Published 6 months ago.
About a 5 minute read.
The Sustainable Polymers in Liquid Formulation (PLFs) Task Force will collaborate to innovate throughout the value chain and across sectors including cosmetics, water treatments, lubricants and agricultural products.
Four more companies have joined an industry task force that the Royal Society
of Chemistry (RSC) has convened to improve the
sustainability of a ubiquitous, $125 billion class of ‘forgotten’ polymers.
The Sustainable Polymers in Liquid Formulation (PLFs) Task
seeks to provide leadership in creating a collaborative strategy to drive
innovation throughout the value chain and across diverse sectors including
cosmetics, water treatments, lubricants and agricultural products.
Dow, British utility providers Northumbrian
Water and United
Utilities, and global pharmacy chain
Walgreens Boots Alliance have just
joined existing members Afton Chemical,
Crown Paints, Scott
Bader and Unilever.
As a group of thousands of different chemicals, PLFs are typically used as
thickeners, emulsifiers and binders — and are key to the functionality of everything from inks, paints,
coatings and industrial lubricants; to adhesives and sealants, pesticides and
herbicides, household cleaners and personal care products. RSC established the
task force earlier this year after its research
that an estimated 36 million tonnes of PLFs — enough to fill Wembley Stadium
32 times over — are made and sold each year.
However, due to their huge variety of uses, PLFs are an often ‘forgotten’ group
of polymers with common challenges and solutions — which the RSC report
highlighted as particularly important when it comes to matters such as
collecting waste streams, recycling them or making them more
(they are currently made mostly from fossil fuels).
“Our report last year identified common sustainability challenges facing polymer
ingredients used in most households and workplaces — and said that we must
address this without delay,” said RSC President Tom
Welton. “Identifying how we can start to provide
solutions and giving these chemicals a collective name, Polymers in Liquid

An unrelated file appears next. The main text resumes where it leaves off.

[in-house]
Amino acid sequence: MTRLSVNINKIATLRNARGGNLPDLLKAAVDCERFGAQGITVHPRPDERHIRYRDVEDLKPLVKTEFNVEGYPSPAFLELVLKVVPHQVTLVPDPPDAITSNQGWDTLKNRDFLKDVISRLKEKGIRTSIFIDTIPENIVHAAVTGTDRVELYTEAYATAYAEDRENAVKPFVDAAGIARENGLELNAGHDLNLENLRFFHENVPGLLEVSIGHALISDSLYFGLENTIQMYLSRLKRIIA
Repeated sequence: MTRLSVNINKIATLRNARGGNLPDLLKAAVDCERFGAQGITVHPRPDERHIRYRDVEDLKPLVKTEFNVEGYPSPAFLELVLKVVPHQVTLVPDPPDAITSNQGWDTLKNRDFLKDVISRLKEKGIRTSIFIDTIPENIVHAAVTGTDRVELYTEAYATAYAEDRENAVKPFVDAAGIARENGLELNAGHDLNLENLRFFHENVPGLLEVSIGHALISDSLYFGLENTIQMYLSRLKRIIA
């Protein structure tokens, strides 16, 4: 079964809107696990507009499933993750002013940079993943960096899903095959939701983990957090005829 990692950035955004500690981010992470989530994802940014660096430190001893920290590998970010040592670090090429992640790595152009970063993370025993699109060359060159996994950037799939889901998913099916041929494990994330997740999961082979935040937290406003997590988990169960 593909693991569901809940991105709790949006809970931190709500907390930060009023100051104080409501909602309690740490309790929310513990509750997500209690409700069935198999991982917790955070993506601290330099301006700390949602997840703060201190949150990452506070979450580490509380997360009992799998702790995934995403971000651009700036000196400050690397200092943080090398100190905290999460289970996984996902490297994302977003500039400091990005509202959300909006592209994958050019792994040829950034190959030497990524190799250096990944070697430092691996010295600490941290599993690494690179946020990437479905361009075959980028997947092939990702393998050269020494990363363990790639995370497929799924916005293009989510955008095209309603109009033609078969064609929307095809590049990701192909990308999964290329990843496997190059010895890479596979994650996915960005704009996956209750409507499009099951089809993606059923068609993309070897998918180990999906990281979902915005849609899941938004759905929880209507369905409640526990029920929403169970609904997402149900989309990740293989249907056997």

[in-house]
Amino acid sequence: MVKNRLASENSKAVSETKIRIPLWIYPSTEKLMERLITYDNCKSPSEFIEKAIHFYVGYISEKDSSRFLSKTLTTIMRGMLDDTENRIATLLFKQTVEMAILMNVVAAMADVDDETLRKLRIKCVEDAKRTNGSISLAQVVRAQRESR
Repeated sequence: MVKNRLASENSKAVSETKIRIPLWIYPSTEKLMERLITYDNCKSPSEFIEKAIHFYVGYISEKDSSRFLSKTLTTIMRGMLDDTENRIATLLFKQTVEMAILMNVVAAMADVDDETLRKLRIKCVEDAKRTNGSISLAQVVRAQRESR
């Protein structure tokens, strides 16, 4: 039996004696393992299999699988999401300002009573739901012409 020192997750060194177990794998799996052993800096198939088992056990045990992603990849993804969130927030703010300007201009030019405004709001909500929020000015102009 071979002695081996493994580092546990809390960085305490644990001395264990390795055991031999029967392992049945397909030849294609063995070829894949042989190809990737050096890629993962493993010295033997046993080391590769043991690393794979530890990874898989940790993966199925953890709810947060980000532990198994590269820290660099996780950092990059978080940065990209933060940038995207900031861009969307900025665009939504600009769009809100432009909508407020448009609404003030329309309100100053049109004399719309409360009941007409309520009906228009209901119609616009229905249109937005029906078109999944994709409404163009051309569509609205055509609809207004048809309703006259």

Formulations, has allowed us to engage with some of the biggest companies in the
world to spearhead action through our task force.
“The seriousness and enthusiasm with which the chemical industry has approached
this from several sectors and parts of the supply chain drives home the colossal
impact that can be achieved through ambition and collaboration. I welcome our
new members, who bring a wide range of perspectives from the whole value chain —
which will be key to delivering a joined-up strategy.”
The RSC has outlined five key
to making PLFs ‘benign by design’:
De-fossilizing PLFs feedstocks, the building blocks of polymers.
Optimizing the functionality of sustainable polymers to equal or
outperform conventional options.
Developing sustainable formulation processes for manufacturing PLFs.
Understanding the diverse fate of the hundreds of types of polymers when
they reach the environment (the group is investigating solutions in
development for removing PFAS from
which could also recover PLFs for recycling or reuse).
Maximizing the futures of sustainable PLFs by developing governance
frameworks, infrastructure and monitoring mechanisms to support
Professor Roy Sandbach OBE
FRSC, independent Chair
of the Sustainable PLFs Task Force, said: “Polymers are important building
blocks for a myriad of everyday products; but unlike plastics, they’re hidden
from ‘sustainability view,’ We need to change this — we need a concerted
multi-sector and supply chain effort to look for technical innovation that
reduces polymer impact and we need to drive a clear strategy to action.”
Last year’s RSC report, Polymers in liquid formulations (PLFs): Opportunities for a sustainable
examined the sustainability of these chemicals and found that leadership and
investment in innovation, waste management and circular models are urgently
needed to make this overlooked group of chemicals more sustainable.
The organization then launched a follow-up campaign to highlight how progress
can be made by establishing circular economies in the paint
— for which over 31 million metric tons of PLFs are sold each year — after
research from the British Coatings Federation revealed that 98 percent of
waste paint in the UK was either incinerated or sent to landfill. RSC research
revealed that every liter of household paint contains about 500ml of PLFs, and
that UK households were stockpiling more than 50 million liters of
— with 67 percent of adults admitting they didn’t know if their local recycling
facility accepts waste paint. This has led to several parliamentary questions
being raised across the UK — and is just the beginning in this multistakeholder,
“Making a shift towards the circular economy and more sustainable polymers in
liquid formulations will require close collaboration across the chemical,
formulated goods and waste industries,” said Dr Jason
Harcup, Global VP of
Research and Development at Unilever. “By bringing together actors from across
this value chain, the RSC task force can help to support changes in the ways
polymers are designed, produced and cycled at end of life — leading to products
that are better for both consumers and for the planet.”
Published Aug 8, 2023 8am EDT / 5am PDT / 1pm BST / 2pm CEST